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Physiology of the Skin: Aging and Inflammation

Peter T. Pugliese, MD, and Michael Pugliese March 2012 issue of Skin Inc. magazine
Physiology of the Skin: Inflammation and Aging

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Despite many years of intense research on the cause of aging, it is still not fully understood, although general consensus is that chronic inflammation appears to be a major underlying factor. It is known that aging is a complex process that has both genetic and environmental components. It is also known that, in many cases, aging is not always systemic. The process of aging results in an increase of inflammatory cytokines, which are chemicals that are cell signals responsible for many of the degenerative diseases that are associated with aging.1 Rheumatoid arthritis is a classic chronic inflammatory disease associated with excess levels of cytokines that include tumor necrosis factor-alpha (TNF-a), interleukin-6 and NF-kappaB (NF-kB), which are known to cause or contribute to the inflammatory syndrome. In this article, the three known causes of chronic inflammatory disease associated with aging will be addressed, including NF-kB, oxidative damage and the effects of ultraviolet (UV) light on the skin.

NF-kB

NF-kB is a critical compound in body protection, and in the initiation of inflammation. When it is in excess or if it is stimulated by some pathological condition, it can produce both acute and chronic inflammation.2 One of the compounds that is capable of stimulating NF-kB production is known as an advanced glycation end product (AGE). Glycation is the binding of a protein molecule to a glucose molecule, or a fat molecule, resulting in the formation of abnormal protein structures. Many known age-related diseases, such as cataracts and neurological impairment, are at least partially attributable to glycation. These glycation end products contain reactive chemical groups that can combine with proteins and lipids, and cause insoluble complexes.3 These complexes, while biologically active, are physiologically abnormal and thus are capable of entering into cellular reactions that are related to the production of inflammatory components, particularly the cytokines. Foods that are cooked above 140°C will undergo glycation. Frying, baking, broiling and roasting all are done at temperatures in excess of 300°C.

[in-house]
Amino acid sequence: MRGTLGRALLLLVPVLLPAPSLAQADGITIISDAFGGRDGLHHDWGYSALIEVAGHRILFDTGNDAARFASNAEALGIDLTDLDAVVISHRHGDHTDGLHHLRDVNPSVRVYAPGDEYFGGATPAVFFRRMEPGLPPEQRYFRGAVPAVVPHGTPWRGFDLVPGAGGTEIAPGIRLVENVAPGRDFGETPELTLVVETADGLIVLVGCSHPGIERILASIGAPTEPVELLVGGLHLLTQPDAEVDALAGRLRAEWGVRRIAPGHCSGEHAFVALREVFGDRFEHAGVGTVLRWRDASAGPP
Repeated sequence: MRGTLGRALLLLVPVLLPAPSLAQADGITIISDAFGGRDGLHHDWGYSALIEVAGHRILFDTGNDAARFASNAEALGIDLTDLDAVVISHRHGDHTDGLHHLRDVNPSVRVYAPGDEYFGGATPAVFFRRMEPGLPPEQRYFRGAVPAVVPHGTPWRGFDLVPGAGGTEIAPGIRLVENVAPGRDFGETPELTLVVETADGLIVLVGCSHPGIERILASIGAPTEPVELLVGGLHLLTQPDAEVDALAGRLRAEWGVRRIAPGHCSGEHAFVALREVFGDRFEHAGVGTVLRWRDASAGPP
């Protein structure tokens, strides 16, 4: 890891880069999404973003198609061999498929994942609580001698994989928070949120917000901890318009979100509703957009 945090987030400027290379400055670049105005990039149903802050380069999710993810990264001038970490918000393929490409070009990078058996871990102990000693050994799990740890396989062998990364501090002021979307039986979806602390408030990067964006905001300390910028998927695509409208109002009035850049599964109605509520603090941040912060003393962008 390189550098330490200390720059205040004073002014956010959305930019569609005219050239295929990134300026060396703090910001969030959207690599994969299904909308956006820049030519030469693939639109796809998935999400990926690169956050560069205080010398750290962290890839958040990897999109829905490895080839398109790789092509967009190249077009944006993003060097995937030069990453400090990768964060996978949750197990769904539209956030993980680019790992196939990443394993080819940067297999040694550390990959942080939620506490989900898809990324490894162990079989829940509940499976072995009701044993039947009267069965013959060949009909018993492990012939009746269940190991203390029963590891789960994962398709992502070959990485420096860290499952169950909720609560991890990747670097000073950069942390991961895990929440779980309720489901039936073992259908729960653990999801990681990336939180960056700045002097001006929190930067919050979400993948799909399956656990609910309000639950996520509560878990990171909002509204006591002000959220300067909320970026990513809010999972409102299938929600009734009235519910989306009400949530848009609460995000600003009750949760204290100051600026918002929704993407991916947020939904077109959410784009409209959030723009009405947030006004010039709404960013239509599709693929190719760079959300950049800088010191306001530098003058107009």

One of the ways that the action of NF-kB can be avoided is to decrease the intake of AGE products. Although this may seem to be an extremely difficult change in the diet, it actually is not quite that bad. As of now, the safe amount of intake of glycation products is unknown. Consider that 100 g of roast chicken skin contains more than six million glycation units.

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